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Full interview with Guerrilla Games' Hermen Hulst on building Killzone 3

We got a chance to talk directly with Hermen Hulst, managing director at Killzone 3 developer Guerrilla Games. The pressure is on for Hulst to deliver another exclusive for Sony that will convince gamers to stick with or buy a PlayStation 3. His job is to make sure that his studio shoots high enough to show off what the PS 3 can do and keep Sony ahead of its rivals in the console war. Here’s a transcript of the interview.

VB: What convinced you that 3D TV viewing was the way to go with Killzone 3?

HH: Killzone has always been about immersive cinematic experience. We went through a lot of hoops to make it as immersive as possible. We put a lot of work into concept design to create the world in a very believable way. We wanted the audio to be realistic. Everything needs to come together. This is one more layer, adding 3D viewing, like high-definition graphics was one more layer. 3D is sitting on top of that. You are no longer looking at the world. It feels like you are in the middle of it. It’s a great tool. To us, it is a lucky combination of what we already make. The games we create are already in 3D. Things come right at you as you’re being shot at. There are cool effects, and when you turn on the 3D, it’s even better.

VB: 3D is still a controversial thing. People don’t believe in 3D in the home. Before Avatar, everybody said that 3D wouldn’t be accepted in theaters. There are probably gamers who have the same attitude about 3D TVs. They may not want to spend their money on a new TV. It’s a little risky.

HH: I don’t see why it’s risky, because you can still play the game in the traditional way. As you say, there were a lot of people who were skeptical and saw Avatar and then some of them are convinced. Making a movie in 3D is a lot more difficult than making a game in 3D. I have spoken to people who were skeptical and after they see it, it’s better. I feel it puts you at the center of immersion in the game. It brings a lot to the game world.

VB: There is potential for improvement between now and 2011 when you ship.

HH: Everything we are doing is pre-Alpha code (early version). There are still Killzone 2 characters in it now. There is no facial animation. Everything will improve.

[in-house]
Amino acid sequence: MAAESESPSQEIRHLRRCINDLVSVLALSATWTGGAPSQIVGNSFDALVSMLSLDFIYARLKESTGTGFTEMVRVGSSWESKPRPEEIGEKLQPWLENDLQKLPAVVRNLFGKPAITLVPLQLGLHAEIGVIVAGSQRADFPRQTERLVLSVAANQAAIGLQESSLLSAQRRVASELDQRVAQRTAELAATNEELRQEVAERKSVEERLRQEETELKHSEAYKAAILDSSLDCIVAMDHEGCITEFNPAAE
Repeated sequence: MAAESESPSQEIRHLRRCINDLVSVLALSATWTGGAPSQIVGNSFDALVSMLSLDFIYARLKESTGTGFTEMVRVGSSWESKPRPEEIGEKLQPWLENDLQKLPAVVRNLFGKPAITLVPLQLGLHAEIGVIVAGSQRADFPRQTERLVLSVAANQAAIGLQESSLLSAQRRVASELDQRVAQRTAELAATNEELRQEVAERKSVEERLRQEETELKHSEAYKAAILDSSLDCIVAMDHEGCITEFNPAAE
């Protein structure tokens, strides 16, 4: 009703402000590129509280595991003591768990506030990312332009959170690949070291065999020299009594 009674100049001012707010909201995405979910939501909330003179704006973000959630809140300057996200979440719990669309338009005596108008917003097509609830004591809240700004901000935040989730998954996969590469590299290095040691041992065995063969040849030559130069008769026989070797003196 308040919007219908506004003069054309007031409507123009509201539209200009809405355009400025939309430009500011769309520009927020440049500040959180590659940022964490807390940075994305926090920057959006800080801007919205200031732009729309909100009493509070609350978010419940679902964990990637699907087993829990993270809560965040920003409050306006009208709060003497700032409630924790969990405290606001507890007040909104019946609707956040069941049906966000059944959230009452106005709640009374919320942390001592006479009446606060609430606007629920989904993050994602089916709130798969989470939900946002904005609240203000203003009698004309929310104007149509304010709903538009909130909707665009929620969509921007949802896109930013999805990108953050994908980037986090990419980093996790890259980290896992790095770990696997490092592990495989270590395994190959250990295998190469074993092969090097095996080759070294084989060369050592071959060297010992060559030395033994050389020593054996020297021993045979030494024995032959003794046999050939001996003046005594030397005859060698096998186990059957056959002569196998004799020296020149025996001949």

VB: You are changing a lot of things in the game. You are living up to a tradition of pushing the edge.

HH: There is that. We are obliged mostly by ourselves to raise the bar. This time, we set out initially to add variety. But with variety came bigger environments, more unique environments, and different experiences. The scale increased and a level can be 10 times bigger.

VB: If you add a jet pack to the game, you have to have room to fly around?

HH: Exactly. If you have a small map, that is not possible. With Killzone 2, we thought we were scraping the bottom of the barrel in finding more processing power. But we actually found another 30 to 40 percent more performance in the PlayStation 3 to create these bigger worlds. Raising the bar comes through variety, improving the systems we had before like adding the brutal melee system to the close combat we already had, and improving things that we thought we could have done better. We had difficulty spikes in the game that were barriers for people.

VB: You are more fully utilizing the processing power of the PlayStation 3?

HH: I think we are using every clock cycle that is available. I don’t think we can get much more. I said that after Killzone 2, and I have been proven wrong.

VB: Your team took a long time to do Killzone 2, but it is a very short time later that you are showing Killzone 3. Do you still have a long way to go?

HH: You see where we are now. We are 1.5 years into it. We have playable demos, a full level. We can work a lot faster because we have a very experienced team now. We can work a lot faster, but Killzone 3 is a much more ambitious game than Killzone 2. We are under pressure, but we work well under pressure.

VB: You mentioned Killzone 3’s inspirations as Uncharted 2: Among Thieves and God of War III. What are the particular inspirations?

HH: These are the people inside Sony that we talk to most. With Uncharted 2, they had a game-changing approach to a character-driven story. You can’t get away with a lame story anymore. God of War gives you a different level of scale, with a boss fight on top of a boss fight.

VB: Fighting on top of a moving train in Uncharted 2 was a unique experience. What are your innovations?

HH: We are doing a number of things. We are taking systems that worked really well and making them better. The hit responses from your enemies, the brutal melee system, the different colors, levels, settings. There are others that I can’t talk about.

VB: How big a team is it?

HH: About 130 people. About the same as Killzone 2, which by the end was bigger. But we have started with a bigger team early on compared to Killzone 2.

VB: What do you think of the environment for high-quality console games now? Sales have been weak, on and off. And everyone is talking about Facebook games like FarmVille.

HH: I think all of those things are an indication that the industry as a whole is a lot broader than it was before. There is space for all of these areas. These core games will always be strong. I don’t see an indication it will get smaller. As a studio, we love taking a piece of great hardware and exploring ways¬† to get the most out of it. That’s what we love.

VB: I guess five years from now we’ll be playing Killzone 3 on Facebook.
HH:
(Laughs).


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